Giving hope to aspiring migrants
For near on a decade, Vivienne Withnall had been enjoying life in semi-retirement: the odd bit of overseas travel, time spent with family and friends, and new hobbies working with textiles and mastering the art of photography. Then one day, her son Eric, a Darwin-based lawyer, came home with a bright idea.
“My son had been doing a bit of migration law, and he said to me, ‘You know, Mum, this stuff would be so good for you. You’ve got such attention to detail, and you’ve got all the right skills, you really should give it a go’,” says Viv, 56.
“And I thought, ‘Oh, really? I’m quite enjoying retirement actually’.”
Secretly, however, her son’s suggestion intrigued her.
When Viv was in her teens growing up in Melbourne, her mother insisted she leave school to enter the workforce.
“Mum had had quite enough nonsense of my two older sisters going through school, so she decided she wasn’t going to put up with that again, and I’d be going off to work at age 15,” she says.
“I always knew this, from when I was a little girl. She said that if I wanted to go back to school as a mature-aged student, I could, but life got in the way and that never happened.”
The young Viv commenced an apprenticeship in hairdressing, and while she was rapt with the money and the autonomy it provided, she hated the work. She eventually found job satisfaction working in travel, an industry she stayed in happily and successfully for decades, owning travel agencies and other businesses and becoming a representative for industry groups.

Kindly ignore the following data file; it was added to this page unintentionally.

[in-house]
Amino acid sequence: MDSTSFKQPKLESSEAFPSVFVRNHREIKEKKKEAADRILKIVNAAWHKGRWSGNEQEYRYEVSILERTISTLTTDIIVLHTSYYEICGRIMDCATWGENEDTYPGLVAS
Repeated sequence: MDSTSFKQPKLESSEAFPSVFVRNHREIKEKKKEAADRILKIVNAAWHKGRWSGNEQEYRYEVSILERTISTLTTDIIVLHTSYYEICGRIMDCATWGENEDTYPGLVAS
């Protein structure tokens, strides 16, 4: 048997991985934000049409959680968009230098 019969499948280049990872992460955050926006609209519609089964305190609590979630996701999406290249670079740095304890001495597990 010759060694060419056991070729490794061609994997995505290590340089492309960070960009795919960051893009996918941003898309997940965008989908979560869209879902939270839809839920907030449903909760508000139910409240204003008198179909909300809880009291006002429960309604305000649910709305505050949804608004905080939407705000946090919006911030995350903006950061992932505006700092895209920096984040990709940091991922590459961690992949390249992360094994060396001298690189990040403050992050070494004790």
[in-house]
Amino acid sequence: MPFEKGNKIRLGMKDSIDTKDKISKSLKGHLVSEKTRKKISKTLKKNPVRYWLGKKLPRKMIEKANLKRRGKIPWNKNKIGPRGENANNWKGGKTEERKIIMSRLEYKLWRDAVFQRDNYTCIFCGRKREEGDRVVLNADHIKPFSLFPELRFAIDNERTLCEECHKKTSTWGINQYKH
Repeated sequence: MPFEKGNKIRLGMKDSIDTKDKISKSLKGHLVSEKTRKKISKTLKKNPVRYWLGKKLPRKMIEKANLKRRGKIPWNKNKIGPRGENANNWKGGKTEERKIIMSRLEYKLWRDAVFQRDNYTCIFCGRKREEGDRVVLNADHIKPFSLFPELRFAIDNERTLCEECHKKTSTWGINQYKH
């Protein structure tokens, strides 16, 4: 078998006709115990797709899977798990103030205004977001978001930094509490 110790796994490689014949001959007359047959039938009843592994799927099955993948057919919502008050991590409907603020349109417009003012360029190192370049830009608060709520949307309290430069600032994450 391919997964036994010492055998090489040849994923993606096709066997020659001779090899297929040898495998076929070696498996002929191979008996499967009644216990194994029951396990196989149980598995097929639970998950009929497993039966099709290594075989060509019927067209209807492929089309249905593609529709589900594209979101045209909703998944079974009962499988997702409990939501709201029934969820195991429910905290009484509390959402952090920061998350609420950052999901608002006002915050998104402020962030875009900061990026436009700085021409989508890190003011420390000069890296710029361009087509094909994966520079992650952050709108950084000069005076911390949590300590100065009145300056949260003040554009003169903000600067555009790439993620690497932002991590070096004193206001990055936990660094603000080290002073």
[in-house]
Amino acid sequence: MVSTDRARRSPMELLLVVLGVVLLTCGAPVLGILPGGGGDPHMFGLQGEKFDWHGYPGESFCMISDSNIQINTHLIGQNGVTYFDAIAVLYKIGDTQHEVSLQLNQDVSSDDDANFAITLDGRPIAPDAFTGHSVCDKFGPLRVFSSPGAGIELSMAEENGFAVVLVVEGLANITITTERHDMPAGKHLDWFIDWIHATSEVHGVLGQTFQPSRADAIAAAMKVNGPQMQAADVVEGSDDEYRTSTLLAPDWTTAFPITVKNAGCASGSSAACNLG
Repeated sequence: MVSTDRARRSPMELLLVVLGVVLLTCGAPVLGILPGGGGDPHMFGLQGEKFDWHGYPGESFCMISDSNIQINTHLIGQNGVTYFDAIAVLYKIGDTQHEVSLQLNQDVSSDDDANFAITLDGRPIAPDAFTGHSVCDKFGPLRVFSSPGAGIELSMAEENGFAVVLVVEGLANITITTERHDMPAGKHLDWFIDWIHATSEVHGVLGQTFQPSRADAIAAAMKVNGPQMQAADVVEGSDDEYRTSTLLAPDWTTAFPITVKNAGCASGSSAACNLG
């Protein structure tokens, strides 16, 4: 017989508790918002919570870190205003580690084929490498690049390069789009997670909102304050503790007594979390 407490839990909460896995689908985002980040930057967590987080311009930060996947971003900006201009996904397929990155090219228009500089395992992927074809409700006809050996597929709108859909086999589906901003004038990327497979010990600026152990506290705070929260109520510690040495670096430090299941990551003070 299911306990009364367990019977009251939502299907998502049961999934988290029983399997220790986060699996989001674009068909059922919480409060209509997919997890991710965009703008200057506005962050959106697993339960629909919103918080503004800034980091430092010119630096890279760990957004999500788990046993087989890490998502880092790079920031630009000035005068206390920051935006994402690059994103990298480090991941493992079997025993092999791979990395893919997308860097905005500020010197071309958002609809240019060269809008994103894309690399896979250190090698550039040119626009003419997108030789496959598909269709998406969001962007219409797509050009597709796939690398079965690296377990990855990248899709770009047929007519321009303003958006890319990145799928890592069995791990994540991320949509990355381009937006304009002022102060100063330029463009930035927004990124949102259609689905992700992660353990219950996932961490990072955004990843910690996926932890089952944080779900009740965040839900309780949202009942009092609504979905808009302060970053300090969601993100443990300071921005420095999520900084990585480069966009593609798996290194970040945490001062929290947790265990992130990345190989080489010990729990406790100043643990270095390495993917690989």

However, despite having years of experience, a confident persona and a healthy dose of business acumen, Viv always felt like “a bit of a fraud” because she’d never completed formal education.
“Obviously I'm not a fool, but I just felt that something was missing,” she says. “I had always wanted to study law, I thought that would’ve been the go for me. But at age 54, I felt I’d left my run a bit late.”
Realising there was an itch that had yet to be scratched, Viv resolved to follow through on her son’s suggestion, and in 2019, she enrolled in Australian Catholic University’s Graduate Diploma in Australian Migration Law and Practice — a one-year fulltime course that aims to prepare students with the tools and skills required to practice as a qualified migration agent.
As with everything she becomes involved with, Viv threw all of her energy into her studies.
“It’s not an easy course, and me not having a background in higher education, I didn't have a good sense of the level of effort I’d have to put in,” she says. “A failure would’ve been more than I could cope with, so I just worked as hard as I could…”
At the end of a gruelling year of study, she passed the Migration Capstone Assessment, a notoriously difficult independent exam that checks whether candidates satisfy the standards a registered migration agent must meet to give immigration assistance.
“Viv got through that exam in a period where it was very difficult to pass,” says Philip Duncan, an experienced migration professional and educator, and the Discipline Leader of Migration Law and Practice at ACU.